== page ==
Is Apple the Big Loser in AT&T's Price War?

AT&T (NYSE: T  ) turned heads over the weekend by slashing the price of its shared data family plan, but a new wrinkle in the offering could be bad news for Apple (NASDAQ: AAPL  ) .

AT&T's new pricing offers families unlimited minutes, unlimited texting, and 10 gigabytes of data to share among their devices starting at $130 for two smartphones. That may not seem like much of a bargain, but each additional line only sets families back just $15 per handset. In other words, a family of four would pay only $160 a month. That's a 20% discount to its previous offering. 

There's no free lunch here, though. A big difference in this new plan is that AT&T won't be subsidizing new phone purchases. You won't be getting the iPhone 5s for $199 the way you would through the three major carriers. You would have to pay the full off-contract price of $650 or go with AT&T's Next plan and pay $25 a month for the next 26 months. This is the model similar to what T-Mobile (NYSE: TMUS  ) has been using with a great deal of success. AT&T's mobile subscriber counts have barely moved higher over the past year as T-Mobile's accounts have grown 10% to 46.7 million. 

As you can probably imagine, this won't be good news for handset makers that were banking on wireless carrier customers upgrading to new devices every two years. This plan will encourage owners to hold on to their older phones longer. It will also encourage customers to seek out the growing number of pre-owned phones available at healthy discounts. In short, that two-year upgrade cycle is toast.

However, the lack of phone subsidies is going to hurt Apple the most. Outside of Japan -- the lone country where iOS smartphones are more popular than their Android counterparts -- and the United States, the world tends to gravitate to cheaper Android devices. It's not a coincidence that the iPhone is a hard sell in countries where wireless carriers refuse to take hits of several hundred dollars to shave the end-user price on a new device. The high-end Android devices are comparable in price to the iPhone, but there are plenty of devices selling at bigger discounts than $199 to the iPhone in the off-contract world.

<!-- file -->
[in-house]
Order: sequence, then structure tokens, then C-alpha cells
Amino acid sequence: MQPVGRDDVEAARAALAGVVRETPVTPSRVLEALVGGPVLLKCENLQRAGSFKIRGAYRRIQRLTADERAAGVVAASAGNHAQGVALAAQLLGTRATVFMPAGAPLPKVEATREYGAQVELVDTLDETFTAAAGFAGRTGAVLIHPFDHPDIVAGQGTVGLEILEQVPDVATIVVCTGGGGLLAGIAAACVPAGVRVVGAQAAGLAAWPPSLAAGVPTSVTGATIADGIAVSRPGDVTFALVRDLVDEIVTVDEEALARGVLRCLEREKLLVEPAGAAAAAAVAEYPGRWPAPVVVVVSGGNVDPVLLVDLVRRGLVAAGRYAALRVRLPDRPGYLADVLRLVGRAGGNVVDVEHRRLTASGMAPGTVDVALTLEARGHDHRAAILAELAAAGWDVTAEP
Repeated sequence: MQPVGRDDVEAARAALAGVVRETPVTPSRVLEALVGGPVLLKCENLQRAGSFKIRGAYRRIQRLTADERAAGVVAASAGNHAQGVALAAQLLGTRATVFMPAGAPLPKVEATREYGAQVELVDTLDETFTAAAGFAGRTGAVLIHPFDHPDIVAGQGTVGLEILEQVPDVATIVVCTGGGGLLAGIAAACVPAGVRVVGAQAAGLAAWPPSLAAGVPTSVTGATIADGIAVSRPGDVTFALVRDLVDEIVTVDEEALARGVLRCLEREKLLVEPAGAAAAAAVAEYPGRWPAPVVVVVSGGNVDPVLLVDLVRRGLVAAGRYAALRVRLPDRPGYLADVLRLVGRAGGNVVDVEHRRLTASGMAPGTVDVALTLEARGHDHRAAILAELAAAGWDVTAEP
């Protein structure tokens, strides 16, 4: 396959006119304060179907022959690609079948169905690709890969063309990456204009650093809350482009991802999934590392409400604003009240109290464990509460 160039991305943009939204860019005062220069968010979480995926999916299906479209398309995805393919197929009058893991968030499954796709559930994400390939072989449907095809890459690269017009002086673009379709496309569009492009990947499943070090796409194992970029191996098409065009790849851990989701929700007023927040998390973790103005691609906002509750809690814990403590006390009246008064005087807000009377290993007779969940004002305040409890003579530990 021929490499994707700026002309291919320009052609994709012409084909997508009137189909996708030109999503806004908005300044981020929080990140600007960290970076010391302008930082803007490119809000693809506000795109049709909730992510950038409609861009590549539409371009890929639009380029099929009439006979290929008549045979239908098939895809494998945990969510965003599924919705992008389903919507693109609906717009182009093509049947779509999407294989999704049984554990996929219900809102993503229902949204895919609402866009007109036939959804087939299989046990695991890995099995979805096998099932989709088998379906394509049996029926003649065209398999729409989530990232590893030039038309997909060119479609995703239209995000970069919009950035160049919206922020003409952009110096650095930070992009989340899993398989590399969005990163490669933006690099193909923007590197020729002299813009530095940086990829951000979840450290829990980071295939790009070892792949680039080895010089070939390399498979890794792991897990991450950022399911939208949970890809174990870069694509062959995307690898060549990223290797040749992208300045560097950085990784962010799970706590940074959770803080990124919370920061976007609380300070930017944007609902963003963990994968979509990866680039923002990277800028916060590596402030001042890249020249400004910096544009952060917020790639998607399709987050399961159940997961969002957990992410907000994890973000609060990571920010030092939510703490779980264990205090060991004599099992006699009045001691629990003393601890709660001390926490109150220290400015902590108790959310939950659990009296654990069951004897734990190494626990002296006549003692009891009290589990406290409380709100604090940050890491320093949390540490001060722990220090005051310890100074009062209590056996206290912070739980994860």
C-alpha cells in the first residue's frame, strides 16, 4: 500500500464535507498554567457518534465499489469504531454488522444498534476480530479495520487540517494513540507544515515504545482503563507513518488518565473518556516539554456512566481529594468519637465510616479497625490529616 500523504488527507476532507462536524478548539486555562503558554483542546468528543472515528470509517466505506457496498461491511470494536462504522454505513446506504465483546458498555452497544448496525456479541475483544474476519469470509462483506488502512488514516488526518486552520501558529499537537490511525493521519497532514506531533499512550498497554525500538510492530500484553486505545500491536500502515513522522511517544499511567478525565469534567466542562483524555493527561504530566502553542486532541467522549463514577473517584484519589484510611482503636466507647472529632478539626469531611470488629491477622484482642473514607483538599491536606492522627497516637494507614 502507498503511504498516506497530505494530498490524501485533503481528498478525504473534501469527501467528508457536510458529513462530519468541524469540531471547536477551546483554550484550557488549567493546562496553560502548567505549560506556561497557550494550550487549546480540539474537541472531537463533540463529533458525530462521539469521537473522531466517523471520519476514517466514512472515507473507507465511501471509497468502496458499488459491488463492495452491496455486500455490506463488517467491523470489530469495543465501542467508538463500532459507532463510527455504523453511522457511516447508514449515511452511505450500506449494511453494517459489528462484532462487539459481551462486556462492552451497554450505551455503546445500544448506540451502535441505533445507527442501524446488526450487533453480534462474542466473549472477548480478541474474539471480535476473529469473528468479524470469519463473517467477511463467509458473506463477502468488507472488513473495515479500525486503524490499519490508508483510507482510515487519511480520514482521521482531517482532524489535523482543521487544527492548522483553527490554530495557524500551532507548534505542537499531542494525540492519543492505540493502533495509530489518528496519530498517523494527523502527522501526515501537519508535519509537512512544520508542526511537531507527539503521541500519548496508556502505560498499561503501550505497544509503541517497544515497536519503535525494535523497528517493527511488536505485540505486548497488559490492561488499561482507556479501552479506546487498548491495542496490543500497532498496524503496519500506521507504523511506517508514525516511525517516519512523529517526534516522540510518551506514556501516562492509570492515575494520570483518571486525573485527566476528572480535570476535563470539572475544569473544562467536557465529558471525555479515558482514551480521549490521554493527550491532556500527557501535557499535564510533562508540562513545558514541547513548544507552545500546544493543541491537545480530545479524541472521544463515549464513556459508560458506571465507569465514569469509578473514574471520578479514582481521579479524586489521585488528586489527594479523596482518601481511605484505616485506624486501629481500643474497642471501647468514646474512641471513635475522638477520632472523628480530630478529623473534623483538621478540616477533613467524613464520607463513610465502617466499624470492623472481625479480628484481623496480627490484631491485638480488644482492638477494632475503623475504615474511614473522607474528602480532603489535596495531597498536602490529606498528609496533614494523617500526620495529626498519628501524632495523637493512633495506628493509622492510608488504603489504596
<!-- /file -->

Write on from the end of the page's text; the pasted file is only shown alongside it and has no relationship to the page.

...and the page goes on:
T-Mobile's success at a time when the three larger wireless carriers are growing slower isn't a fluke. You can expect more plans to sprout where customers pay less for bringing their own devices that are compatible with the carrier's network. It won't be what Apple wants, and now it will be up to Apple to decide if it really wants to put out a true entry-level smartphone on the market. 

There's another way to play the smartphone revolution
Want to get in on the smartphone phenomenon? Truth be told, one company sits at the crossroads of smartphone technology as we know it. It's not your typical household name, either. In fact, you've probably never even heard of it! But it stands to reap massive profits NO MATTER WHO ultimately wins the smartphone war. To find out what it is, click here to access the "One Stock You Must Buy Before the iPhone-Android War Escalates Any Further..."


Read/Post Comments (1) | Recommend This Article (1)

Comments from our Foolish Readers

Help us keep this a respectfully Foolish area! This is a place for our readers to discuss, debate, and learn more about the Foolish investing topic you read about above. Help us keep it clean and safe. If you believe a comment is abusive or otherwise violates our Fool's Rules, please report it via the Report this Comment Report this Comment icon found on every comment.

  • Report this Comment On February 03, 2014, at 4:26 PM, Cintos wrote:

    In my case, AT&T will likely benefit. I spend lots of $$$ on iPads and Macs, with no subsidy. My current family plan from VZ will be tun out and I will move the to AT&T model where the monthly rate is lowered, rather than being artificially hight just to get the phone subsidized. No more 2-year obligations for me! Rather than quash my iPhone upgrades, I will get what I want NOW, rather than waiting the required time. The iPhone resale values go a long way to minimize the actual cost of the new device.

    AT&T is the iPhone provider for my company-provided iPhone, and I have been quite satisfied with their service. Time to take the family over there, as AT&T has historically been more supportive of Apple.

Add your comment.

Sponsored Links

Leaked: Apple's Next Smart Device
(Warning, it may shock you)
The secret is out... experts are predicting 458 million of these types of devices will be sold per year. 1 hyper-growth company stands to rake in maximum profit - and it's NOT Apple. Show me Apple's new smart gizmo!

DocumentId: 2821046, ~/Articles/ArticleHandler.aspx, 9/18/2014 7:58:25 PM

Report This Comment

Use this area to report a comment that you believe is in violation of the community guidelines. Our team will review the entry and take any appropriate action.

Sending report...


Advertisement